Women’s Advocacy in Indonesia and Australia – AIYA Virtual Seminar

Posted on 20 July, 2021

Written by Christina Amanda Sadhani – National Communications Coordinator 

Translation by Gabriella Pasya – AIYA National Translator

For Bahasa Indonesia version, click here

To shed light on the importance of advocating for women’s rights in Indonesia and Australia, the Australia-Indonesia Youth Association Women’s Committee held Stronger Together: Advocacy of Women’s Issues in Australia and Indonesia. On June 12th, a virtual seminar was set to explore the women’s rights movement in the bilateral space. Featuring Kate Walton and Anindya Restuviani (Vivi) as panellists, it was an insightful and eye-opening session of understanding present-day women’s issues and learning the tools needed to become advocates for women’s rights.

During their presentations, Kate and Vivi talked about how feminist movements have progressed over the years and important aspects to remember in becoming better advocates for women’s rights in Australia and Indonesia respectively. From an Australian perspective, Kate discussed the origins of feminist movements. Starting from the Aboriginal and Torres Strait Islander peoples culture, the impacts of British settlement, and eventually the women’s liberation movement in the 1960s that fought against gender-based discrimination and challenged how the Australian society perceived women. The movement was a notable milestone in Australia’s fight for women’s rights, although the lingering existence of gender-based domestic violence and the wage gap in the present-day signify that Australia still must improve on critical aspects before fully achieving equality.

1960’s women’s rights movement in Melbourne, Australia.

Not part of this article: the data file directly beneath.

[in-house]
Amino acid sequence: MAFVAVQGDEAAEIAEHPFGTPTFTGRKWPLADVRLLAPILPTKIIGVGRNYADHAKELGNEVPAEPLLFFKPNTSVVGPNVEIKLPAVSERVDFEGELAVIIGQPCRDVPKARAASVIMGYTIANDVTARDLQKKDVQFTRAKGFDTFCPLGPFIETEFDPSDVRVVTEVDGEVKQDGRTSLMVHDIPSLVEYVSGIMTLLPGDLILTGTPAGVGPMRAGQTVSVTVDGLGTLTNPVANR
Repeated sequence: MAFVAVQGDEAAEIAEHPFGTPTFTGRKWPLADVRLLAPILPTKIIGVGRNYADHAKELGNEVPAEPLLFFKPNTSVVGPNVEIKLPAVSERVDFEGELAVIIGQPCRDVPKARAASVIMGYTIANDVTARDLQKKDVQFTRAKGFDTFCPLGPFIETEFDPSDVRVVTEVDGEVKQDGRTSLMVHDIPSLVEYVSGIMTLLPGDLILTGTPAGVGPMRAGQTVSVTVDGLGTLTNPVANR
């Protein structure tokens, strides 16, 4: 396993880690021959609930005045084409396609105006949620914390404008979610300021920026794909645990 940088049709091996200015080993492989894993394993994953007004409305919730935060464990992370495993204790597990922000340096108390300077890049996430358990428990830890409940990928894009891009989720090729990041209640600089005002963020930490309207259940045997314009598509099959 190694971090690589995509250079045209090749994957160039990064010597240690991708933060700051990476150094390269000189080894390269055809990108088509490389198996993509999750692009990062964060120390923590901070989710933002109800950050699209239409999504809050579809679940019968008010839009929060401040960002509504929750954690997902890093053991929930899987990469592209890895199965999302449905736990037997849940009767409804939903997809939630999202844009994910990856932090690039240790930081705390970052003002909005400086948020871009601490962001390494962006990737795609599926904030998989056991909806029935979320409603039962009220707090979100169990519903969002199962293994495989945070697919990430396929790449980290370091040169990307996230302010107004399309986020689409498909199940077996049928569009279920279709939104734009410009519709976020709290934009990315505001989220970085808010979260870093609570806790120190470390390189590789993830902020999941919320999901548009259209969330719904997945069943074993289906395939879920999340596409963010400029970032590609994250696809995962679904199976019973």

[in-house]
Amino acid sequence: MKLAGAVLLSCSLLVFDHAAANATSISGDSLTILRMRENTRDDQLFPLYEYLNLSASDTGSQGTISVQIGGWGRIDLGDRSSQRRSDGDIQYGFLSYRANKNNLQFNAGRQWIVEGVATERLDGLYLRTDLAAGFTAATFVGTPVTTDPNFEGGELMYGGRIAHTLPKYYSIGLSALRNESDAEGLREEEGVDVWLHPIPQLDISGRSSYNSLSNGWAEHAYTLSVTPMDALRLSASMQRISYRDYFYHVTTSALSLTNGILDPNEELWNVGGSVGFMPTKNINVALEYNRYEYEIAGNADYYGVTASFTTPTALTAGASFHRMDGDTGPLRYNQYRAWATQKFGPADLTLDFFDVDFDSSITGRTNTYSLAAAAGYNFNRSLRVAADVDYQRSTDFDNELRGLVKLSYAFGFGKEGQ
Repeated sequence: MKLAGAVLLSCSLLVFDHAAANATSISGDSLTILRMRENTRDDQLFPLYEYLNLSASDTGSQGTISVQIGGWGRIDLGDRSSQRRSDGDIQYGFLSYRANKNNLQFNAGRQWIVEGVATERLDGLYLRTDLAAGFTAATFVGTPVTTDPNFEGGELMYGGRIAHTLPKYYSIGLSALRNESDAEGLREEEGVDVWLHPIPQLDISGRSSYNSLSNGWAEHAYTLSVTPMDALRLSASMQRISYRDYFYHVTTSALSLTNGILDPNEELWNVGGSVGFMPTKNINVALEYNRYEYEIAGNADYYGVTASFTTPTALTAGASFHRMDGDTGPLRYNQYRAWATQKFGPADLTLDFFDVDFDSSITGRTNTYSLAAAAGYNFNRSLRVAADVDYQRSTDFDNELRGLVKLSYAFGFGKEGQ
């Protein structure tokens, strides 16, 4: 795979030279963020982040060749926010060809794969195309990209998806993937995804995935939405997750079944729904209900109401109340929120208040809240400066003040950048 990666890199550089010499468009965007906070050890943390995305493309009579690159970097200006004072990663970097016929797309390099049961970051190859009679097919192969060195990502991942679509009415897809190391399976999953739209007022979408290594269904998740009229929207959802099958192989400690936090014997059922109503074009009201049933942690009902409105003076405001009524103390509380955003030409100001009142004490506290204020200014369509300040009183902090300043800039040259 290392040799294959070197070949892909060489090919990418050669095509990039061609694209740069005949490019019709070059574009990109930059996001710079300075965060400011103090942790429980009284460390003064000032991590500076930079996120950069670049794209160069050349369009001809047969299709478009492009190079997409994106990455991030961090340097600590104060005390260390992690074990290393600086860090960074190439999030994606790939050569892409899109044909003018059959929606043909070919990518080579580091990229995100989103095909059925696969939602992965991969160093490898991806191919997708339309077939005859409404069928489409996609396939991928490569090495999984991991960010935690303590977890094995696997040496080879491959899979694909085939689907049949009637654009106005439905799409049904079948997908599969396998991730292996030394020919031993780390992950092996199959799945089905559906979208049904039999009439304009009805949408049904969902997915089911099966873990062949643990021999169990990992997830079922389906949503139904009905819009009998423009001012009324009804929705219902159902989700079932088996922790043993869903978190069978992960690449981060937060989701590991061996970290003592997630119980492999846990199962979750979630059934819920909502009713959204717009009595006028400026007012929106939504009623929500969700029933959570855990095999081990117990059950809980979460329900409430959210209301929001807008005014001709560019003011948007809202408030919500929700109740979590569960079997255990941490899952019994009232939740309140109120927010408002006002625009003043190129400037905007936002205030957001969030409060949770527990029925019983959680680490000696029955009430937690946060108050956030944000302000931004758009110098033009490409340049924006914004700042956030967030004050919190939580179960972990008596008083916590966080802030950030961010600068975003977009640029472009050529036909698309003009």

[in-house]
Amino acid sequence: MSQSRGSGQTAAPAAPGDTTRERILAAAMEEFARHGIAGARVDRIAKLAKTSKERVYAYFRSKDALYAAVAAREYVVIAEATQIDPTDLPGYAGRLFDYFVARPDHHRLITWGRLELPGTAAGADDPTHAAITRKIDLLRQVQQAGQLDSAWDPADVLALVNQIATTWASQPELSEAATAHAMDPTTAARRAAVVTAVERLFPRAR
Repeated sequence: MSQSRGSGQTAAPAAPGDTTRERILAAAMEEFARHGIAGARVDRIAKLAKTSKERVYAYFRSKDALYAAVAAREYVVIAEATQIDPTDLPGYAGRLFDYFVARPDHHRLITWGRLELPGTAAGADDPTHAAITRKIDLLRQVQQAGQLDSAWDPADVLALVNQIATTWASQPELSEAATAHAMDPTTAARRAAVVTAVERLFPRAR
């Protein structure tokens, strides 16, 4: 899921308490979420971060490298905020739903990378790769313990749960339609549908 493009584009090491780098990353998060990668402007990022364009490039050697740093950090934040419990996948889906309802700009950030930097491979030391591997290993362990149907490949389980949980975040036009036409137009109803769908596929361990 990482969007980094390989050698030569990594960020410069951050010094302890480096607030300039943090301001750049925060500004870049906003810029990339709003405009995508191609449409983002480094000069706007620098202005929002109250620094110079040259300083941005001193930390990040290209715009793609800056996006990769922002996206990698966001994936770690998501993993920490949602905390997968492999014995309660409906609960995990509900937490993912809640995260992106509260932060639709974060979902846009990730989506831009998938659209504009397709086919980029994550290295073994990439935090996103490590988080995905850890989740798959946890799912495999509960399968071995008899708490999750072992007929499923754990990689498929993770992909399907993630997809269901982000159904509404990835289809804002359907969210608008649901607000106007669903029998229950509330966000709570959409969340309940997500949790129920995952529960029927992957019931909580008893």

Similarly, Vivi discussed how Indonesia has engaged with the feminist movement, marked by the presence of progressive organisations that fought for emancipation and gender equality in earlier years. However, compared to Australia’s increasingly progressive movement, Indonesia faced setbacks following independence, and being a relatively new country. Progressive movements for women’s rights have been met with opposition from several fundamentalist groups. In the present day, there has been a growing rise in women’s rights movements. However, gender inequality still looms over Indonesia as sexual harassment, domestic violence, child marriage, and other forms of gender-based violence still remains.

Feminism movement in Indonesia in 2018.

Amidst the different milestones both countries have gone through, one theme remains common and consistent: the importance of solidarity.

Standing in solidarity with the oppressed and marginalised is a crucial, if not the most significant step in advocating for women’s rights. Gender discrimination is closely interrelated with all issues that other marginalised and oppressed groups have to endure. Justice and equality for women will not be achieved if communities do not come together. 

Additionally, it is important to be active participants by being aware of our surroundings and to safely intervene in any form of gender-based discrimination. We should actively support movements and policies that lead towards protection and equality. In Indonesia, for example, Vivi encouraged promoting the legalisation of the sexual violence bill (RUU PKS) and to reject policies that might further disadvantage women and other marginalised communities.

While we all may have different roles to fill and different battles to fight in the journey towards equality in Indonesia and Australia, remember that we are always stronger together.